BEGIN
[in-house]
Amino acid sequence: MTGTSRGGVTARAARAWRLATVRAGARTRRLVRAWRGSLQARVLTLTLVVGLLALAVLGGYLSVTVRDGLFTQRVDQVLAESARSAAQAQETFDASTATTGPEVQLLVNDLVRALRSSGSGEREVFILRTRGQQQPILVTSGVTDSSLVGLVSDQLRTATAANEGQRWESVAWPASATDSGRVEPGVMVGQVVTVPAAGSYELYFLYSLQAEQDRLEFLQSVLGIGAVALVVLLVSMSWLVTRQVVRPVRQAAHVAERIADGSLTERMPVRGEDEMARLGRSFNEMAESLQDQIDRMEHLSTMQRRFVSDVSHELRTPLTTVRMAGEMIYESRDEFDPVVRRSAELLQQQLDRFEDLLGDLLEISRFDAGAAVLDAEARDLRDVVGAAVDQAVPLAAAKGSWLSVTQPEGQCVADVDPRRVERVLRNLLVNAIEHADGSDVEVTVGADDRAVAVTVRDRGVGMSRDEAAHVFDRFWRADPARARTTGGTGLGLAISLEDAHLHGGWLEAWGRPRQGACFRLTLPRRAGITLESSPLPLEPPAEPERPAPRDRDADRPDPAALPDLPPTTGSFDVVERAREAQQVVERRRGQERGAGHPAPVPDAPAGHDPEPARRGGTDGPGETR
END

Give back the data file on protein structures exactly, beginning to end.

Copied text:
[in-house]
Amino acid sequence: MTGTSRGGVTARAARAWRLATVRAGARTRRLVRAWRGSLQARVLTLTLVVGLLALAVLGGYLSVTVRDGLFTQRVDQVLAESARSAAQAQETFDASTATTGPEVQLLVNDLVRALRSSGSGEREVFILRTRGQQQPILVTSGVTDSSLVGLVSDQLRTATAANEGQRWESVAWPASATDSGRVEPGVMVGQVVTVPAAGSYELYFLYSLQAEQDRLEFLQSVLGIGAVALVVLLVSMSWLVTRQVVRPVRQAAHVAERIADGSLTERMPVRGEDEMARLGRSFNEMAESLQDQIDRMEHLSTMQRRFVSDVSHELRTPLTTVRMAGEMIYESRDEFDPVVRRSAELLQQQLDRFEDLLGDLLEISRFDAGAAVLDAEARDLRDVVGAAVDQAVPLAAAKGSWLSVTQPEGQCVADVDPRRVERVLRNLLVNAIEHADGSDVEVTVGADDRAVAVTVRDRGVGMSRDEAAHVFDRFWRADPARARTTGGTGLGLAISLEDAHLHGGWLEAWGRPRQGACFRLTLPRRAGITLESSPLPLEPPAEPERPAPRDRDADRPDPAALPDLPPTTGSFDVVERAREAQQVVERRRGQERGAGHPAPVPDAPAGHDPEPARRGGTDGPGETR